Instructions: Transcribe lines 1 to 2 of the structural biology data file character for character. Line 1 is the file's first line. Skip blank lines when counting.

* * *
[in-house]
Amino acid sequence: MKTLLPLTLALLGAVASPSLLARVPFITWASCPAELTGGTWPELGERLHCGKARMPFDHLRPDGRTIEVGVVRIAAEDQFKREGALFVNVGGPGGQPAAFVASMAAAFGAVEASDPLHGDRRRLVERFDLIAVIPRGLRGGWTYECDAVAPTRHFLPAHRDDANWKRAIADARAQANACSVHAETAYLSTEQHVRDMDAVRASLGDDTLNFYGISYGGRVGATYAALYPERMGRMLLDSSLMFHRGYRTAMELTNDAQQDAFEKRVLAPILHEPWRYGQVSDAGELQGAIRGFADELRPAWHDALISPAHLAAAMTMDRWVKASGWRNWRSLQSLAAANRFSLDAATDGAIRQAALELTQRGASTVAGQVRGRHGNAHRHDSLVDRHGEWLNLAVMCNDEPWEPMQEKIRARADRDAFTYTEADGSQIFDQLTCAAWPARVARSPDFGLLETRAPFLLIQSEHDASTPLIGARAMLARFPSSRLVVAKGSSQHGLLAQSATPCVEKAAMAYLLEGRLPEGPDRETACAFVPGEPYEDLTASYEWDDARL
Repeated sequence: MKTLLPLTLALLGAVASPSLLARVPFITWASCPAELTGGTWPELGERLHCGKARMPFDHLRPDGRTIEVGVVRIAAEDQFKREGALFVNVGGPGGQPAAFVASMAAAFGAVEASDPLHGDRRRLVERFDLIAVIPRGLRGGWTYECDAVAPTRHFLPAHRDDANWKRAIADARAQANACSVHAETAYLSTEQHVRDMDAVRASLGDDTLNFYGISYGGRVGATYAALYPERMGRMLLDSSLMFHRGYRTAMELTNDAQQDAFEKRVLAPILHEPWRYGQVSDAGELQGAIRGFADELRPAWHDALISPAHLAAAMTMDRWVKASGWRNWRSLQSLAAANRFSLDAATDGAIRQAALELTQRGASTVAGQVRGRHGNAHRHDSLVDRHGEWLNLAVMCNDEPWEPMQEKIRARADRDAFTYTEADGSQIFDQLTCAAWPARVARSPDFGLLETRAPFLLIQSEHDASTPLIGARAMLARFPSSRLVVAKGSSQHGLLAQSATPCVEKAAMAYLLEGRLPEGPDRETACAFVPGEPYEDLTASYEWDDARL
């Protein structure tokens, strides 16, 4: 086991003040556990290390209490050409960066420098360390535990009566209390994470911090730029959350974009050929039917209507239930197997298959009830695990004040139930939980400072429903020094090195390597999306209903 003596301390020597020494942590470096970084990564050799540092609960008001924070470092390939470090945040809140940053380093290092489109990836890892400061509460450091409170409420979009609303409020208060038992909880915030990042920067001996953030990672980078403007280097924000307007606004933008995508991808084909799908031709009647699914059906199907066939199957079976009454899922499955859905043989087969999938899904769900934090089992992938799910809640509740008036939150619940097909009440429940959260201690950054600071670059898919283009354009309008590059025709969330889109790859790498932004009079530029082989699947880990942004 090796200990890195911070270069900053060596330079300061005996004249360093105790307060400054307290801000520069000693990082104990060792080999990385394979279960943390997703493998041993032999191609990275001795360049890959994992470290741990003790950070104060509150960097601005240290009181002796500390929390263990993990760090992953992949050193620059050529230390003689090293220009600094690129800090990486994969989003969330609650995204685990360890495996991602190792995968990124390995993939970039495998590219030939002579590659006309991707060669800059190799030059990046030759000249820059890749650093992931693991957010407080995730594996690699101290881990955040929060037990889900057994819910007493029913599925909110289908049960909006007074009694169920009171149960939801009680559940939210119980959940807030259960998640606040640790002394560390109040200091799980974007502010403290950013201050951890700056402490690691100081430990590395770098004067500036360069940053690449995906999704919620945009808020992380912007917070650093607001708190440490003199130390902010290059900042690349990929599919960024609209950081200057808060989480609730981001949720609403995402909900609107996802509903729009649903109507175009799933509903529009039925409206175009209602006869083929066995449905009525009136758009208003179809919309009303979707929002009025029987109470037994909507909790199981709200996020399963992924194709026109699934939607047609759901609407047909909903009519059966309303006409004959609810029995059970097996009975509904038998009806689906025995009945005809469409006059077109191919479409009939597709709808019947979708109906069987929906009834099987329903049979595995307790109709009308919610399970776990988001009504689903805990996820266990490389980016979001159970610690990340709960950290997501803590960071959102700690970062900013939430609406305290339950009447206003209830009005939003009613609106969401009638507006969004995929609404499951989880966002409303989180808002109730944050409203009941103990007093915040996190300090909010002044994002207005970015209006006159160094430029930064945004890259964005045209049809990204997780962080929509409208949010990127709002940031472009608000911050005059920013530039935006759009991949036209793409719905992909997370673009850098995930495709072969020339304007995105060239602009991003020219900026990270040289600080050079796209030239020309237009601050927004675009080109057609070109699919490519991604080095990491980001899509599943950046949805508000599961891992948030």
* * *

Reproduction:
[in-house]
Amino acid sequence: MKTLLPLTLALLGAVASPSLLARVPFITWASCPAELTGGTWPELGERLHCGKARMPFDHLRPDGRTIEVGVVRIAAEDQFKREGALFVNVGGPGGQPAAFVASMAAAFGAVEASDPLHGDRRRLVERFDLIAVIPRGLRGGWTYECDAVAPTRHFLPAHRDDANWKRAIADARAQANACSVHAETAYLSTEQHVRDMDAVRASLGDDTLNFYGISYGGRVGATYAALYPERMGRMLLDSSLMFHRGYRTAMELTNDAQQDAFEKRVLAPILHEPWRYGQVSDAGELQGAIRGFADELRPAWHDALISPAHLAAAMTMDRWVKASGWRNWRSLQSLAAANRFSLDAATDGAIRQAALELTQRGASTVAGQVRGRHGNAHRHDSLVDRHGEWLNLAVMCNDEPWEPMQEKIRARADRDAFTYTEADGSQIFDQLTCAAWPARVARSPDFGLLETRAPFLLIQSEHDASTPLIGARAMLARFPSSRLVVAKGSSQHGLLAQSATPCVEKAAMAYLLEGRLPEGPDRETACAFVPGEPYEDLTASYEWDDARL